While the first-round draft choice has spent the past five days standing around on the practice field, LaMarr Woodley has made more valuable use of his time at training camp.
While Lawrence Timmons continues to slip further and further in his development because of a groin injury, Woodley continues to grow and grow in his transition from collegiate defensive end to NFL outside linebacker.
"He's strong, man," outside linebacker Clark Haggans said. "He's got great explosiveness, and he plays with great leverage. He's only going to get better."
Woodley, the Steelers' second-round draft choice, was such a dominant defensive end at Michigan he won the Lombardi Award as the college football's top lineman and the Ted Hendricks Award as the best defensive end last season.
Now, he is trying to follow in a tradition of defensive ends who have made the transition to stand-up outside linebackers in the 3-4 defense --Jason Gildon, Joey Porter and even Haggans, the starter at left outside linebacker. Woodley is even wearing Porter's former jersey number (55).
And while he still has a long way to go to get comfortable with formations and the nuances of pass coverage, Woodley certainly has shown the coaches he is very comfortable doing what he does best -- rushing the passer.
"He's a good football player," linebackers coach Keith Butler said.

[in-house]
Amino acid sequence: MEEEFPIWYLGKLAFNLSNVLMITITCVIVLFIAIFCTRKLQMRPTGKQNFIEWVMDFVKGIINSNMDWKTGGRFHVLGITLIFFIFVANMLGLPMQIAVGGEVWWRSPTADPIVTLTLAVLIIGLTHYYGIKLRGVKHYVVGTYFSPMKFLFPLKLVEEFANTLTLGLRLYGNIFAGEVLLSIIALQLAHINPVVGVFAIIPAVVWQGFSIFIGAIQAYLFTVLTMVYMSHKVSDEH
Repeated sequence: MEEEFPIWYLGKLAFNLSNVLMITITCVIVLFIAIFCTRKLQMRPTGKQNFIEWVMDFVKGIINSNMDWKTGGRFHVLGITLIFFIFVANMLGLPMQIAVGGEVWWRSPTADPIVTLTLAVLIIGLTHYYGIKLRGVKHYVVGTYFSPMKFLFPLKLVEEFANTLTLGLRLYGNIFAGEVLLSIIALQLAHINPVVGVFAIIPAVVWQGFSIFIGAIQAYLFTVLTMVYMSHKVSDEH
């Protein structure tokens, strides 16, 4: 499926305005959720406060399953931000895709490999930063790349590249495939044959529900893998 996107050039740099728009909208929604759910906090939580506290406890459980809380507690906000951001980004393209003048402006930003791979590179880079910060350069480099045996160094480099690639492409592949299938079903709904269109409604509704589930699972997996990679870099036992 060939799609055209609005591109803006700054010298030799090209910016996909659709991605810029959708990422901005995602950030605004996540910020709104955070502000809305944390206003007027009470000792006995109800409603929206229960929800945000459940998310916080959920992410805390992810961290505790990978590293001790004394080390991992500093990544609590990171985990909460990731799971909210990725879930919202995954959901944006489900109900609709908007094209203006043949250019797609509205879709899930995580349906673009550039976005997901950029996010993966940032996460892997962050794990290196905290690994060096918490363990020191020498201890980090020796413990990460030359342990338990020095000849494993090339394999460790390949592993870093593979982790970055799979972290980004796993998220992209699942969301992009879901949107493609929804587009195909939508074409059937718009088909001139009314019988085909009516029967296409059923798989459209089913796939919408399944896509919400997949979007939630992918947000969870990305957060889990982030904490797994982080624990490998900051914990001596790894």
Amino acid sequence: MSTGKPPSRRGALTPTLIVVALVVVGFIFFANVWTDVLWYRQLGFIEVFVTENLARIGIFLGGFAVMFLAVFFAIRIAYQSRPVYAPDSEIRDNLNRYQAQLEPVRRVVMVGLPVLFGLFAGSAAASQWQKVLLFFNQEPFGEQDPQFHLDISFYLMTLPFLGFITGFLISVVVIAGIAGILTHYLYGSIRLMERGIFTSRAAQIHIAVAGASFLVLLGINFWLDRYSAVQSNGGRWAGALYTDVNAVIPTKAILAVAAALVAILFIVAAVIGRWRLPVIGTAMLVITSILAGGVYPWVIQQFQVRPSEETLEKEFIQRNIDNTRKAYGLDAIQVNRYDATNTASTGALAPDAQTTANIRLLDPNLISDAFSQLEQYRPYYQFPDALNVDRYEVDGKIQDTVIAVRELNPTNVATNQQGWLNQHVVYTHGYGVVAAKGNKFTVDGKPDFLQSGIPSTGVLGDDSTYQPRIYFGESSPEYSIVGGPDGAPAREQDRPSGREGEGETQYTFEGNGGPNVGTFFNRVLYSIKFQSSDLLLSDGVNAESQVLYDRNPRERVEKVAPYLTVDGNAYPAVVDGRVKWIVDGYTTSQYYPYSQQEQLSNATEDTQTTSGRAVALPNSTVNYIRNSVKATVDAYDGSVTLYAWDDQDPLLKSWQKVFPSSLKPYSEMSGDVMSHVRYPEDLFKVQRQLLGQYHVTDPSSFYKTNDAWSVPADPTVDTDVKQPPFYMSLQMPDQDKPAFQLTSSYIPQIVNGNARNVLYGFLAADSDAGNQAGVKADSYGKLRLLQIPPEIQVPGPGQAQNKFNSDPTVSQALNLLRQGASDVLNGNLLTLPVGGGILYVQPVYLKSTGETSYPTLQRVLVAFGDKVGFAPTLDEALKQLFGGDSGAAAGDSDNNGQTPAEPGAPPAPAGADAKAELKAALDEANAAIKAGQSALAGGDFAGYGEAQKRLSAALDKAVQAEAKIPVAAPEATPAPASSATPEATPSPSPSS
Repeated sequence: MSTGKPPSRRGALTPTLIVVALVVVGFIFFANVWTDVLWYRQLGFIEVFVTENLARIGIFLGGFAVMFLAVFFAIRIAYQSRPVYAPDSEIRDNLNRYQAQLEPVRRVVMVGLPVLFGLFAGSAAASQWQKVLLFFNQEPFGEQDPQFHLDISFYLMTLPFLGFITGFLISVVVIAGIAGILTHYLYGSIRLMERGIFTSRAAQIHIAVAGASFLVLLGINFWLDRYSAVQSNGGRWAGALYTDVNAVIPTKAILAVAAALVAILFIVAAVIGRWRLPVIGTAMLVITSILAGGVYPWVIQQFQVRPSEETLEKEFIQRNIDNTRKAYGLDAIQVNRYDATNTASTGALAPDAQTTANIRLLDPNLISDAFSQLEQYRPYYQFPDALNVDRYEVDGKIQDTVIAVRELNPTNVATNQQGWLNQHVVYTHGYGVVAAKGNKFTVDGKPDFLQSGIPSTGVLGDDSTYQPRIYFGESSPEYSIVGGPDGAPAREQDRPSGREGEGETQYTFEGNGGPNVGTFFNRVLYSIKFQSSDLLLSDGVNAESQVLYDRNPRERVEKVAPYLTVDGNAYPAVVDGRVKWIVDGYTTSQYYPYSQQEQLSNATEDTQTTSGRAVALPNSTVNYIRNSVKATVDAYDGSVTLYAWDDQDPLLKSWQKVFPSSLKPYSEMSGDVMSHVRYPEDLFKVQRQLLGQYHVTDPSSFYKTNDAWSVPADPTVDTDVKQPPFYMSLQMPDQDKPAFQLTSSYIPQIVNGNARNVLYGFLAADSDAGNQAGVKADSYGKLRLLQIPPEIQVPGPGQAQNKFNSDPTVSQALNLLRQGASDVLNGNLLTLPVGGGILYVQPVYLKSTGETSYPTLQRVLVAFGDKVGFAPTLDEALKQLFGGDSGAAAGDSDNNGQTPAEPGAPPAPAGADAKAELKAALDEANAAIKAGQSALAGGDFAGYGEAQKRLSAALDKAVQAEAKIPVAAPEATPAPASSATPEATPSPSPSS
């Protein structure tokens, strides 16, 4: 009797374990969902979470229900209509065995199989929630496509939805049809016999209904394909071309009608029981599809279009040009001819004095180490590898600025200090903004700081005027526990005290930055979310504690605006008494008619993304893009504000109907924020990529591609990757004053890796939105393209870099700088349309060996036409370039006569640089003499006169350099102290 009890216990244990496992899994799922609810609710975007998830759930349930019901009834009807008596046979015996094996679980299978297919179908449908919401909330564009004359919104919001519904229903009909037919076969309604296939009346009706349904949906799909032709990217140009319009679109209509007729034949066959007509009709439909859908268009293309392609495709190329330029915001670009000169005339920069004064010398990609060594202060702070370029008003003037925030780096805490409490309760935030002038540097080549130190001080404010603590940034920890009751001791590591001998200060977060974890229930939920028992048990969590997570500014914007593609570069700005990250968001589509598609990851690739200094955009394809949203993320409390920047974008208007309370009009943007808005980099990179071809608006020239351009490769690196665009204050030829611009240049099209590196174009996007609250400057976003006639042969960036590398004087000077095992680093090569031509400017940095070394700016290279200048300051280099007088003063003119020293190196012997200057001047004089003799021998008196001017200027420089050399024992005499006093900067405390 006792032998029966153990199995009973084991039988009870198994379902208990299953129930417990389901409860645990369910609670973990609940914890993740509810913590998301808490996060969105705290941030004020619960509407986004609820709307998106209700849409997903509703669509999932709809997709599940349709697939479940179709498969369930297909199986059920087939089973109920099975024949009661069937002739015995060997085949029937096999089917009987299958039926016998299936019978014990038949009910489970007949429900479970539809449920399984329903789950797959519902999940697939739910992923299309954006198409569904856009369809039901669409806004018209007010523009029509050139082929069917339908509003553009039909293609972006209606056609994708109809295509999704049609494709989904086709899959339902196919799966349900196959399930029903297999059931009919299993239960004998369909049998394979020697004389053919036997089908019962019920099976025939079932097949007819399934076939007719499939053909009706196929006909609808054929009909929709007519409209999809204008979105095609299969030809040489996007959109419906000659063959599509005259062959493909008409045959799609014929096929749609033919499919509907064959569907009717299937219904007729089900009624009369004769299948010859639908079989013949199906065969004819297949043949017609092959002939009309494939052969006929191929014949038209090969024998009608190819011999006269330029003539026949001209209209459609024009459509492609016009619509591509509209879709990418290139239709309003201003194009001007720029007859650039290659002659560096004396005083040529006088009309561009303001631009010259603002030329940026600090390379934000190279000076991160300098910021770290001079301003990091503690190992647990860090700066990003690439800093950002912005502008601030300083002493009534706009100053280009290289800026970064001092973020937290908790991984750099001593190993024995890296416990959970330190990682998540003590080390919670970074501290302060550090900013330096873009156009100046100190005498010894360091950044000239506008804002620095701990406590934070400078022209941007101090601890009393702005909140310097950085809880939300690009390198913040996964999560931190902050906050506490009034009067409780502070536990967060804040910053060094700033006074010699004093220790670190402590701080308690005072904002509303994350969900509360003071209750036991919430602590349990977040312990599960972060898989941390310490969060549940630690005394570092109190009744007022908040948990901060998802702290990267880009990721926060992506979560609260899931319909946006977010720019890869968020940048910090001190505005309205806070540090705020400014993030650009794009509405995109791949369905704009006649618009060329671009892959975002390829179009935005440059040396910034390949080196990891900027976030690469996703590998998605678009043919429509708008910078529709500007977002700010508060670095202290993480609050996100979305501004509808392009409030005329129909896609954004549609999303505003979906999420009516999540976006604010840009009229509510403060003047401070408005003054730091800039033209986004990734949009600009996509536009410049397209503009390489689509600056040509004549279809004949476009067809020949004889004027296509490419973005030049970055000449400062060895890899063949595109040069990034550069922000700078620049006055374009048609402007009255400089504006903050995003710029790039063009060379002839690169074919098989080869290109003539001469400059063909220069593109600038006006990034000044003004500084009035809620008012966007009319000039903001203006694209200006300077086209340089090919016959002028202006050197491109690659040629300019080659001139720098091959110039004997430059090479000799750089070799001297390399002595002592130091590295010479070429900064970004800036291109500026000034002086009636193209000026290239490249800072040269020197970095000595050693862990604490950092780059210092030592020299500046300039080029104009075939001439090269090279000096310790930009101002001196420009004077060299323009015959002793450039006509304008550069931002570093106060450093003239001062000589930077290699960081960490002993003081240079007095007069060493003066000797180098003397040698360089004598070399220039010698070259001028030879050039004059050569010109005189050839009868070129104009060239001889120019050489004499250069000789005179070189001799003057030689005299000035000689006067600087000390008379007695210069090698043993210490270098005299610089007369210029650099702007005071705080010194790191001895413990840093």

"He's strong and he can move. We like the matchups we will get from him. He has shown he can do the things we thought he could do."
Woodley has done them so well he has a chance to be a contributor this season in third-down situations, spelling Haggans and perhaps even James Harrison, the starter at right outside linebacker, to rush the passer.
He will get a chance to put those skills on display Sunday night when the Steelers open the NFL preseason against the New Orleans Saints in the Hall of Fame Game at Canton, Ohio.
"I'll probably go in there, give Clark a breather, and use my rushing skills and try to get to the quarterback," Woodley said.
"It's a great opportunity. If stuff happens during the season, while you never wish anything bad on anybody, I got to be ready when I get called."
Haggans, who has 15 sacks the past two seasons, says he is not upset by suggestions he might be replaced in third-down situations.
"Doesn't bother me at all," said Haggans, a defensive end at Colorado State before making the transition to outside linebacker.
"Whatever formula we need to win, if we're going to be successful at something, we have to do it full steam ahead. Him coming in, just rotating and keeping everybody fresh, is probably a good thing."
Butler compared Woodley (6 feet 2, 264 pounds) to Harrison (5-11, 242) because both are small, quick and very strong.
"He's quick and he stays low coming off the edge," said right tackle Max Starks, who usually goes against Woodley in practice.
Woodley did that so well at Michigan he ranks second in school history in sacks (25) and tackles for losses (50 1/2). In addition, he has strong hands, using them to force a school-record 10 fumbles in his career.
Of course, in the NFL, he will be going against offensive tackles who, for the most part, are bigger, quicker and stronger.
"It's just using your hands and your technique," Woodley said.
"You can't just overpower everybody. You have to use the technique you got."